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28Apr2015 Market Close: Markets Close Higher, But Sideways Trading Eludes To Investor Worries, Oil May Be The Next Black Swan

Written by Gary

Afternoon trading has been sideways in a narrow elevated band with the small caps in the red and mostly flat on mostly low volume. The Large caps show no signs of breaking out either up or down and depending on World news in the next several day we could see more of the same this week. Volatility is assured though.

By 4 pm the averages looked weak and the oils may be the one financial upset in the making as the oil rally looks doomed - read on.

Todays S&P 500 Chart

WTI oil is at 56.98 falling from morning highs of 57.81 (Chart Here), Brent has fallen to 64.61 from its high of 65.46 (Chart Here), and the U.S. Dollar has lost ground, now at 96.28, up from its high at 97.09 (Chart Here).

Our medium term indicators are leaning towards SELL portfolio of non-performers and the session market direction meter (for day traders) is 3 % bullish up from 22 % bearish at the opening bell. We remain mostly conservatively bullish, but with a bearish slant. I am very concerned any downtrend could get very aggressive in the short-term and any volatility may also promote sudden reversals that will only please the day traders. The SP500 MACD has turned flat, but remains above zero at +8.78. Watch the WTI oil prices as anything below $50 will be the first sign of a declining market in the works. Below $44 you had better put on your seat belt as the encroaching market roller coaster ride may be be very bumpy.

Having some cash on hand now is not a bad strategy as negative market changes are happening everyday, 99% of them are minor, it is that 1% I am worried about. Many investors are starting to take in some profits from 'high-fliers' as a precaution and to build a better cash base for the 'dips'.

The Market in Perspective

Here are the headlines moving the markets.

The Oil Rally Looks Doomed, in Five Charts

Oil has surged 20 percent this month to $57 a barrel as expanding violence in Yemen stoked concern that supplies could be disrupted.

The rally follows the biggest drop since 2008, with crude falling as low as $43.46 a barrel in March, as a price war broke out between OPEC producers and U.S. shale drillers. West Texas Intermediate oil, the U.S. benchmark, is now back up at close to a four-month high. Prices gained in each of the last six weeks, the longest stretch in more than a year.

Before deciding prices will race back to $100, here are five charts worth keeping in mind. "The cart is moving ahead of the horse," Barclays Plc analysts said in an April 27 report.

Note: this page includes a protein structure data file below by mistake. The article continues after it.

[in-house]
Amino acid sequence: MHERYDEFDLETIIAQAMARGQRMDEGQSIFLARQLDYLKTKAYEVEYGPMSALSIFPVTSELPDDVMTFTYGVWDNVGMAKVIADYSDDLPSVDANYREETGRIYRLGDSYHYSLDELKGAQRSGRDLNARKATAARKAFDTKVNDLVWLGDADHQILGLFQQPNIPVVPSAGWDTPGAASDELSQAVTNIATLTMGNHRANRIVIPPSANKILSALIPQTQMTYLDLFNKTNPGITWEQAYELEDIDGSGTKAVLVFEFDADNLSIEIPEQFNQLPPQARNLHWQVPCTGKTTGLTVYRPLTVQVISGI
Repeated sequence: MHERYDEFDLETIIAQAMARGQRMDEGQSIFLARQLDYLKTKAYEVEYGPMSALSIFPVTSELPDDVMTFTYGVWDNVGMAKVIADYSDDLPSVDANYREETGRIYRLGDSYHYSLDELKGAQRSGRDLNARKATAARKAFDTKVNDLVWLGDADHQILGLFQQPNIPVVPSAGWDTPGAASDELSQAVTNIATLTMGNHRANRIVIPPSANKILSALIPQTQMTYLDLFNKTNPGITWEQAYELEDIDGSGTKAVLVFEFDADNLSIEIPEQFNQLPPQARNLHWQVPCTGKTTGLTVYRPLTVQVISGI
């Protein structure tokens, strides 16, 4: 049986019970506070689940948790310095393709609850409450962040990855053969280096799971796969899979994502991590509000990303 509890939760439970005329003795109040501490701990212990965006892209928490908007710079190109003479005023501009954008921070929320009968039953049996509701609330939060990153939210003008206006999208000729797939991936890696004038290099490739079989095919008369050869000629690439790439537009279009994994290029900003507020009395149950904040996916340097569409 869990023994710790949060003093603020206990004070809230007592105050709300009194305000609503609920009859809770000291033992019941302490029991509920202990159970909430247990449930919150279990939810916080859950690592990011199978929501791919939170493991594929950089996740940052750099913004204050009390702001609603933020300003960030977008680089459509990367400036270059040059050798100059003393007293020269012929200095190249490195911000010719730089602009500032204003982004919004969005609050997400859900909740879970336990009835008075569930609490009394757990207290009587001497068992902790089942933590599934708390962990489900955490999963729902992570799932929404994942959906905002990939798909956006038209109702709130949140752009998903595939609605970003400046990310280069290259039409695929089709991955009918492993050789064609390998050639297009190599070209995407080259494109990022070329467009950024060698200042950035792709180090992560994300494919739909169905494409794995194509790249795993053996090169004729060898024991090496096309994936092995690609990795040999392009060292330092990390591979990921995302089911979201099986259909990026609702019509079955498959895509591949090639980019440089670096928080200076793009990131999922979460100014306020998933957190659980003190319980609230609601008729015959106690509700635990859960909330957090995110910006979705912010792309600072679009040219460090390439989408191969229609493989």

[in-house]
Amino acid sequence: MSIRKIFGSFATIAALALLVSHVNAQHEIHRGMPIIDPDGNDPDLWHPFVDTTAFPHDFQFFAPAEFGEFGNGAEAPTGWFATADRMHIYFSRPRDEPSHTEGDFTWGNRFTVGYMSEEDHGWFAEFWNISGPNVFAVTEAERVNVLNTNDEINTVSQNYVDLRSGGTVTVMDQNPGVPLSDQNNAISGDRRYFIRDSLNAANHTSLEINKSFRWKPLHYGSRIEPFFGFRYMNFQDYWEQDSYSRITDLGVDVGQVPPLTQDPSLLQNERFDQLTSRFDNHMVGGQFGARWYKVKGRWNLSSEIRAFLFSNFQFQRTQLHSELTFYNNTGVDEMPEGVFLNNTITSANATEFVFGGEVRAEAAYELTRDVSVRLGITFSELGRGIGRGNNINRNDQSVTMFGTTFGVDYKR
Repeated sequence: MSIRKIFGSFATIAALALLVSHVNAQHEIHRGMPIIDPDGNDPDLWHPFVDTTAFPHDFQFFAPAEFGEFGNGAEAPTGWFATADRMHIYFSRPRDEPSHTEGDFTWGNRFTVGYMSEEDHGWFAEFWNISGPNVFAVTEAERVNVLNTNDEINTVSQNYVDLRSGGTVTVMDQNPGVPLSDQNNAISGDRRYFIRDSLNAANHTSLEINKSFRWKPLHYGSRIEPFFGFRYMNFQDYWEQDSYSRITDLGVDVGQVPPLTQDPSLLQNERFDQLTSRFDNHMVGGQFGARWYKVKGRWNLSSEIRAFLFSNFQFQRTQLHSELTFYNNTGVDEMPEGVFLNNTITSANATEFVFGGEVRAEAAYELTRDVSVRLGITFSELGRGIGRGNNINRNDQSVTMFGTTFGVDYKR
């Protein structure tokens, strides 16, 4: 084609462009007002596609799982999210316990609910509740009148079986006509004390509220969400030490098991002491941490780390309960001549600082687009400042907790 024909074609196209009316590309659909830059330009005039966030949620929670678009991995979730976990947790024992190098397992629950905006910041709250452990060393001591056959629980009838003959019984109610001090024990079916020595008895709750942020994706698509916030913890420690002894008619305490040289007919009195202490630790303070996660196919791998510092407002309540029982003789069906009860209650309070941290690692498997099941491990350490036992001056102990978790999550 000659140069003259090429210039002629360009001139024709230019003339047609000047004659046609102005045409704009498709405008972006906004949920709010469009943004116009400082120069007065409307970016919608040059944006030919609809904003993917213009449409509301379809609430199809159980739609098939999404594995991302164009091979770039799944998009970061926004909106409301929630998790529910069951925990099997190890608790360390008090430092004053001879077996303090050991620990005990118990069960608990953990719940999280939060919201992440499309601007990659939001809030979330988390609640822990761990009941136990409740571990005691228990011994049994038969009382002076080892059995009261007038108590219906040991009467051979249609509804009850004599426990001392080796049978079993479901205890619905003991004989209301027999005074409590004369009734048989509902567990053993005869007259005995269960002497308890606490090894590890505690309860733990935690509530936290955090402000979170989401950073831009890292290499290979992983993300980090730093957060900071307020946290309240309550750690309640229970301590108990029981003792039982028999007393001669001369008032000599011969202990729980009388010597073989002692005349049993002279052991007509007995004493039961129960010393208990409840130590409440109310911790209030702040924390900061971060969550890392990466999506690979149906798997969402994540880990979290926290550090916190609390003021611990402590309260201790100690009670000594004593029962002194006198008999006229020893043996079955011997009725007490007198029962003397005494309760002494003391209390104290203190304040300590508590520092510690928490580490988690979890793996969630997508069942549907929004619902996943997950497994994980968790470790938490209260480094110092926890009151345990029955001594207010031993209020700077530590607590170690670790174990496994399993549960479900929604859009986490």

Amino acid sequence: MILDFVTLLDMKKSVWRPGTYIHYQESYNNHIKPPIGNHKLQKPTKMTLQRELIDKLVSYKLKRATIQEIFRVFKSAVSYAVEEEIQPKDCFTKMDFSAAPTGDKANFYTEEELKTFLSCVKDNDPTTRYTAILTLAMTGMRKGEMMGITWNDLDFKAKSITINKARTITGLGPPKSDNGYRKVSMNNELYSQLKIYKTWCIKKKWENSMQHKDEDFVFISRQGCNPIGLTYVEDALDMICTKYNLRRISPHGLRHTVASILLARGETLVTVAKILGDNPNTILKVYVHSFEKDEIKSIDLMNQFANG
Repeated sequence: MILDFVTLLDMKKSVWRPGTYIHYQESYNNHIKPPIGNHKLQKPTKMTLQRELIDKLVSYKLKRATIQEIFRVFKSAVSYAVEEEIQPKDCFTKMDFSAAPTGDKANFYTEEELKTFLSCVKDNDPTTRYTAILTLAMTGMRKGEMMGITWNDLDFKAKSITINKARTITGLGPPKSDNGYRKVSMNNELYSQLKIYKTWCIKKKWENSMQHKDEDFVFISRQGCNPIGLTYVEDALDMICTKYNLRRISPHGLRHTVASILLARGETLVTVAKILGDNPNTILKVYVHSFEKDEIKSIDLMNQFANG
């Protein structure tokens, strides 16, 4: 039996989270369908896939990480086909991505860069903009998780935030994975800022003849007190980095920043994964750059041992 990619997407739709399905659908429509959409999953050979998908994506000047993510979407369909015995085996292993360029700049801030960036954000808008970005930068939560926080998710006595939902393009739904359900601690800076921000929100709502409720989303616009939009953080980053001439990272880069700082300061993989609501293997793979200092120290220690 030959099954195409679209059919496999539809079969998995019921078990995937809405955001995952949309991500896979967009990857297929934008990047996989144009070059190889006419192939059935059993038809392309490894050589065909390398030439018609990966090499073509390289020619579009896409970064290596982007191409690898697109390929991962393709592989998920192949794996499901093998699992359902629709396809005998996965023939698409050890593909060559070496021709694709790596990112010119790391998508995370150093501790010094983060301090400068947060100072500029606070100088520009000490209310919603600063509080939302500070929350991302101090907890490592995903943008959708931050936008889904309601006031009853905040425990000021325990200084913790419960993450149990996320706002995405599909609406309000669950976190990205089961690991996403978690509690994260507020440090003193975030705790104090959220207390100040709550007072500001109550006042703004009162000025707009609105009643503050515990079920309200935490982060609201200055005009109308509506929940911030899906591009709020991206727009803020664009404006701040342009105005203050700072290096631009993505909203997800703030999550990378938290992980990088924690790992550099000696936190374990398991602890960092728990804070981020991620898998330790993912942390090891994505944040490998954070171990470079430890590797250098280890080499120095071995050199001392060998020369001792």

The chart for the 'Leading Index For The United States' was released today and it shows a slowdown in progress, but nothing approaching a recession or other financial disaster in the making.

http://research.stlouisfed.org/fred2/series/USSLIND

Confidence shaky

U.S. Consumer Confidence Index Unexpectedly Dropped in April

Ever since December, the collision between cooling consumer spending and buoyant consumer confidence has puzzled economists and investors. The clash is over for now, and optimism has suffered.

The Conference Board's consumer confidence index dropped to a four-month low of 95.2 in April, weaker than the most pessimistic forecast in a Bloomberg survey of economists, according to figures from the New York-based private research group Tuesday. Government data Wednesday are projected to show purchases grew in the first quarter at less than half the pace of the previous three months.

Merck's Revenue Doesn't Fit Its Stock

Merck's results sent its shares higher, but revenue must grow to justify the stock's valuation.

Wall Street edges up with Merck, IBM; Nasdaq slips with Apple

(Reuters) - The Dow and S&P 500 inched higher on Tuesday afternoon, helped by strong earnings from Merck and gains in IBM after it boosted its dividend.

Citi Holders OK Pay Packages

Citigroup shareholders approved top executives' pay packages, a vote of confidence for a bank that is trying to move forward after a tough 2014.

Selerity reveals Twitter results ahead of schedule

(Reuters) - Micro-blogging website Twitter Inc had lower-than-expected quarterly revenue, according to market data firm Selerity, which revealed the earnings numbers before the company's scheduled announcement.
...

China Readies Fresh Easing to Tackle Specter of Debt

China's central bank is planning to launch a fresh credit-easing program, as Beijing's flagship plan to restructure trillions of dollars of local-government debt hits snags.

How BofA's Depositors Funded The Bank's "Fugazi P&L"

When we first exposed in February how yet another bank - Bank of America - has been quietly preserving the post Glass-Steagall world in which cash depositing taxpayers are on the hook for a bank's stupidity, some shrugged it off and looked to stress test to solve all the problems. However, it appears - for once - the SEC is not willing to just ignore the bank's actions. Just as JPMorgan's CIO Office, aka the London Whale, took advantage of fungible, taxpayer-insured funding in the form of excess US deposits over loans, to corner the US credit market (in what was clearly a directional prop trade); so, as WSJ reports, The SEC is investigating whether BofA broke rules designed to safeguard client accounts, potentially putting retail-brokerage funds at risk in order to generate more profits using large complex trades.

For at least three years, the bank used large, complex trades and loans to save tens of millions of dollars a year in funding costs and to free up billions of dollars in cash and securities for trading that Bank of America otherwise would have needed to keep off-limits, and now, as The Wall Street Journal reports,

The SEC is investigating whether the bank's unusual strategy violated customer-protection rules and whether the bank misled regulators about wh ...

Bits Blog: Google Reaches Out to European Publishers, With $165 Million in Hand

Google's efforts come less than two weeks after the European Commission filed antitrust charges against the company and before new potential problems for the company in Europe.

Twitter reports lower-than-expected quarterly revenue

(Reuters) - Micro-blogging website operator Twitter Inc reported quarterly revenue below Wall Street expectations, hurt by weak monthly user growth.

For-Profit College Closures: The Next Billion Dollar Taxpayer Bailout?